N.S. Rajaram, an aerospace engineer by profession explains his startling theory with regard to the Indus Valley Civilization to Mr R. Edwin Sudhir:
IT is an interest that could not be ignored. To the extent that it became a dominant force, compelling him to take a breather from the routine of aerospace engineering and devote himself full time to the exploration of the vistas of Indian history and test the very foundation of theories long held to be sacred.
The man is Dr N.S. Rajaram. The interest is history. And the theory is the Aryan invasion of the Indus valley.
"Nothing could be farther from the truth," Dr Rajaram emphasises, speaking of the prevailing theory which outlines the movement of the Aryans from Central Asia across northwest India, resulting in the settlements in the Indus valley.
He feels this theory has its origins in the attempts by 18th century European linguists to account for similarities in their native and Indian tongues. Based on linguistic and literary factors, one account pegs the invasion to about 1500 BC. Archaeological digs at Harappa and Mohenjadaro during the early part of this century threw up material which was seen to corroborate this theory.
Dr Rajaram feels the most important consequence of the Aryan invasion is fixing the period in which the Vedic literature came to be composed. According to the invasion theory, this would have to be placed at the end of the Indus civilization. But this, Dr Rajaram stresses, leads to many inconsistencies, going by evidence coming to the fore from diverse disciplines like ancient mathematics, astronomy, computer science and archaeology.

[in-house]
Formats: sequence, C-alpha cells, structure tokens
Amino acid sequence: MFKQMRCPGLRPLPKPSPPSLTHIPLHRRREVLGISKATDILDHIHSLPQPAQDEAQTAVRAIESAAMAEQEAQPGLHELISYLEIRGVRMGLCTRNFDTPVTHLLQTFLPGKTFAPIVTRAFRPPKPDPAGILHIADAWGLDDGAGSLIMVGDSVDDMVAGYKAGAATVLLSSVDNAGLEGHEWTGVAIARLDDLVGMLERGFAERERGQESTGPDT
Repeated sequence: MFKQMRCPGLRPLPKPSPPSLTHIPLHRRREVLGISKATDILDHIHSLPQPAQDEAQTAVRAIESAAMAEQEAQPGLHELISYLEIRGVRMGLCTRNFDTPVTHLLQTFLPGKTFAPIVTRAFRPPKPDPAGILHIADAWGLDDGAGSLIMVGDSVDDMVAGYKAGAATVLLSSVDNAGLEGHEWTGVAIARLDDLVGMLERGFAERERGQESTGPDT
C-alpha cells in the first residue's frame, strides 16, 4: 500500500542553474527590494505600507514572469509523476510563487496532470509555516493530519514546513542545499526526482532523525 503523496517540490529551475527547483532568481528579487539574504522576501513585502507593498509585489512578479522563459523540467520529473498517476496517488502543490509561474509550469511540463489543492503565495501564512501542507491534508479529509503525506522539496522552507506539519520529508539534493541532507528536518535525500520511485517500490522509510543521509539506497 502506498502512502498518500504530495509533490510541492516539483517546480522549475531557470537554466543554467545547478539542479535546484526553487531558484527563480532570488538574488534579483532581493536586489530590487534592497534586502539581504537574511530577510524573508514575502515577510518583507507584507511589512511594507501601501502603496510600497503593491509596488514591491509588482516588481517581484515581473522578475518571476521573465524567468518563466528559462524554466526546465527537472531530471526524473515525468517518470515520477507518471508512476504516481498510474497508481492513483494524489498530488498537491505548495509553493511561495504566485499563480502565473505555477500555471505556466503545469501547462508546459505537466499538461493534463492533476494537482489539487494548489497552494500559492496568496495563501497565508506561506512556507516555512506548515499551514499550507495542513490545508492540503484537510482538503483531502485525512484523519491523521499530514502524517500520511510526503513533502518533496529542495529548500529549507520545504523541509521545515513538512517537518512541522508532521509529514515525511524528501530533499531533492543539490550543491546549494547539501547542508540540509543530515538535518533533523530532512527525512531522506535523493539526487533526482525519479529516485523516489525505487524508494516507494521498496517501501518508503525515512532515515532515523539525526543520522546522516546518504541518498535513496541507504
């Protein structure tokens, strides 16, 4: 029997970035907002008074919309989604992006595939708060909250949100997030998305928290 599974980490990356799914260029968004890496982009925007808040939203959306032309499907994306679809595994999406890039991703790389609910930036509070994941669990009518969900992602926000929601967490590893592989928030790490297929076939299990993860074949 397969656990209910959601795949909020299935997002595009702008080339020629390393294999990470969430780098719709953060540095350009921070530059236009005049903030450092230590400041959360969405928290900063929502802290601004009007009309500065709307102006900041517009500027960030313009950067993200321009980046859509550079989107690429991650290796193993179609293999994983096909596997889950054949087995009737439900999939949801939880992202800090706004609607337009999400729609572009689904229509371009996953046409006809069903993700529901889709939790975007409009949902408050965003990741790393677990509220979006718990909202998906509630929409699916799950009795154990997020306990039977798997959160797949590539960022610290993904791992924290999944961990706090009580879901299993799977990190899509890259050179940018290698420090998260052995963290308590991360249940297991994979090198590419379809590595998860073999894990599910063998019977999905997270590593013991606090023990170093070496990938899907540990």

The Saraswati, he explains, was the most important river of Vedic times, adding that the focus shifted to the Ganga after the Saraswati dried up. He says that extensive work recently has shown that there were more than a thousand settlements along the Saraswati and not along the Indus as has been popularly believed. He cites the work done by Dr V.S. Wakankar, which indicates that the holy river altered course several times and dried up around 1900 BC. The Yamuna and the Sutlej, the two main tributaries were lost to Ganga and the Indus respectively, he surmises, attributing the death of the river to this phenomenon. It was then that the attention shifted to the Ganga. Landsat photographs confirm these archaeological findings, adds Dr Rajaram.
Other confirmation has come from a class of work in ancient mathematics, he adds. Known as the Sulba sutras or the Sulbas, these were originally devised to assist in building sacrificial altars in temple architecture. According to the work of the late American historian and mathematician A. Seidenberg, a professor at the University of California Berkeley, a comparison of the Vedic mathematics with the mathematics of Old Babylonia (1700 BC) and Egyptian Middle Kingdom (2000 to 1800 BC) has revealed that these Sulba sutras have been the font of inspiration. Vedic altars, built according to these calculations, have been found at sites such as Lothal and Kalibagan going back to 2500 BC.
He enthusiastically points out that, in essence, the Mastaba, the Egyptian flat topped pyramid is nothing but the turned around version of the Smashanacit, the sacrificial altar described in the Baudhayana Sulba sutra.
Dr Rajaram explains that another bit of supporting evidence has been the analysis of astronomical references in the Rig Veda which shows that Vedic Aryans were around in India well before 2500 BC.